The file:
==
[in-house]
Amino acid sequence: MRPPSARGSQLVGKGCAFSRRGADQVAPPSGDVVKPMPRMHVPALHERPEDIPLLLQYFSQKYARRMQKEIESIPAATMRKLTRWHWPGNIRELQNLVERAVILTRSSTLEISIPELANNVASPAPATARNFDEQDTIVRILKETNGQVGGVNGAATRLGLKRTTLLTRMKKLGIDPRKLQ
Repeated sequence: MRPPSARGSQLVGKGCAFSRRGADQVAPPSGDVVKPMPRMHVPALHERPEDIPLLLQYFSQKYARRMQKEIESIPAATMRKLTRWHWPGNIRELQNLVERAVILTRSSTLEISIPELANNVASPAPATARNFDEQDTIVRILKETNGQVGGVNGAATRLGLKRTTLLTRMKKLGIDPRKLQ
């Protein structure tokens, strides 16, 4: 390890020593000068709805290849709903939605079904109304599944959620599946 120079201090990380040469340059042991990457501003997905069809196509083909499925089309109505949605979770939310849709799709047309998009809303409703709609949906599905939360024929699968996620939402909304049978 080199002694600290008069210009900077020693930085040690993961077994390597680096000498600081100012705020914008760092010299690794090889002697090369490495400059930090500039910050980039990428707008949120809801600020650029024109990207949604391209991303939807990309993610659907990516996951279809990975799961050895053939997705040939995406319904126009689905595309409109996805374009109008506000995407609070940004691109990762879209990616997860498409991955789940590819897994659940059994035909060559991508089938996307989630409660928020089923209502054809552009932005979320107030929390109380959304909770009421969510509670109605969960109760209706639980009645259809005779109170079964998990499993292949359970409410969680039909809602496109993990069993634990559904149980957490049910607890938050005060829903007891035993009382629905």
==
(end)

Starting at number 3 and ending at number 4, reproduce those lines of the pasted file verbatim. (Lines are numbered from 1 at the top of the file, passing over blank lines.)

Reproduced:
Repeated sequence: MRPPSARGSQLVGKGCAFSRRGADQVAPPSGDVVKPMPRMHVPALHERPEDIPLLLQYFSQKYARRMQKEIESIPAATMRKLTRWHWPGNIRELQNLVERAVILTRSSTLEISIPELANNVASPAPATARNFDEQDTIVRILKETNGQVGGVNGAATRLGLKRTTLLTRMKKLGIDPRKLQ
């Protein structure tokens, strides 16, 4: 390890020593000068709805290849709903939605079904109304599944959620599946 120079201090990380040469340059042991990457501003997905069809196509083909499925089309109505949605979770939310849709799709047309998009809303409703709609949906599905939360024929699968996620939402909304049978 080199002694600290008069210009900077020693930085040690993961077994390597680096000498600081100012705020914008760092010299690794090889002697090369490495400059930090500039910050980039990428707008949120809801600020650029024109990207949604391209991303939807990309993610659907990516996951279809990975799961050895053939997705040939995406319904126009689905595309409109996805374009109008506000995407609070940004691109990762879209990616997860498409991955789940590819897994659940059994035909060559991508089938996307989630409660928020089923209502054809552009932005979320107030929390109380959304909770009421969510509670109605969960109760209706639980009645259809005779109170079964998990499993292949359970409410969680039909809602496109993990069993634990559904149980957490049910607890938050005060829903007891035993009382629905």